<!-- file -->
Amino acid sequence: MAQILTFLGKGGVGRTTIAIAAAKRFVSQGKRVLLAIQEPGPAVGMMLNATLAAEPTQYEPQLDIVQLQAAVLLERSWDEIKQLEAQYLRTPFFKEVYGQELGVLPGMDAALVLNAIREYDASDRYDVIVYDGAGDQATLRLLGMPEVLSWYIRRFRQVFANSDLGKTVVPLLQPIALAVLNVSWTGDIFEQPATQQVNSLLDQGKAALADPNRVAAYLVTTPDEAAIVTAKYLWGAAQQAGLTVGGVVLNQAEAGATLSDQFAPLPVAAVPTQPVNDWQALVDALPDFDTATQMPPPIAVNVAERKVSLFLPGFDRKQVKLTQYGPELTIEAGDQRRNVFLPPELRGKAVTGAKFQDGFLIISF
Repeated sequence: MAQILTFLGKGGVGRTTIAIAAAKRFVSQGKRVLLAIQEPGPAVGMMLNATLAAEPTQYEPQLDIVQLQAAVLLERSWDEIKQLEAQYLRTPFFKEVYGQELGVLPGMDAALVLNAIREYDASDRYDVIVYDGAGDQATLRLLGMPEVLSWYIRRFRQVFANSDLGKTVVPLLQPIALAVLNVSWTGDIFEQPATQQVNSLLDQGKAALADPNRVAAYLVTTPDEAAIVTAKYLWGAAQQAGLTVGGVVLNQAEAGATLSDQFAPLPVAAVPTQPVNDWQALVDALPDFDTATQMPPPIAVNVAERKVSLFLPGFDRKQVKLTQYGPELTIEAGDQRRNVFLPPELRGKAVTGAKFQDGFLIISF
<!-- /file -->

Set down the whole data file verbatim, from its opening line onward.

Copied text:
Amino acid sequence: MAQILTFLGKGGVGRTTIAIAAAKRFVSQGKRVLLAIQEPGPAVGMMLNATLAAEPTQYEPQLDIVQLQAAVLLERSWDEIKQLEAQYLRTPFFKEVYGQELGVLPGMDAALVLNAIREYDASDRYDVIVYDGAGDQATLRLLGMPEVLSWYIRRFRQVFANSDLGKTVVPLLQPIALAVLNVSWTGDIFEQPATQQVNSLLDQGKAALADPNRVAAYLVTTPDEAAIVTAKYLWGAAQQAGLTVGGVVLNQAEAGATLSDQFAPLPVAAVPTQPVNDWQALVDALPDFDTATQMPPPIAVNVAERKVSLFLPGFDRKQVKLTQYGPELTIEAGDQRRNVFLPPELRGKAVTGAKFQDGFLIISF
Repeated sequence: MAQILTFLGKGGVGRTTIAIAAAKRFVSQGKRVLLAIQEPGPAVGMMLNATLAAEPTQYEPQLDIVQLQAAVLLERSWDEIKQLEAQYLRTPFFKEVYGQELGVLPGMDAALVLNAIREYDASDRYDVIVYDGAGDQATLRLLGMPEVLSWYIRRFRQVFANSDLGKTVVPLLQPIALAVLNVSWTGDIFEQPATQQVNSLLDQGKAALADPNRVAAYLVTTPDEAAIVTAKYLWGAAQQAGLTVGGVVLNQAEAGATLSDQFAPLPVAAVPTQPVNDWQALVDALPDFDTATQMPPPIAVNVAERKVSLFLPGFDRKQVKLTQYGPELTIEAGDQRRNVFLPPELRGKAVTGAKFQDGFLIISF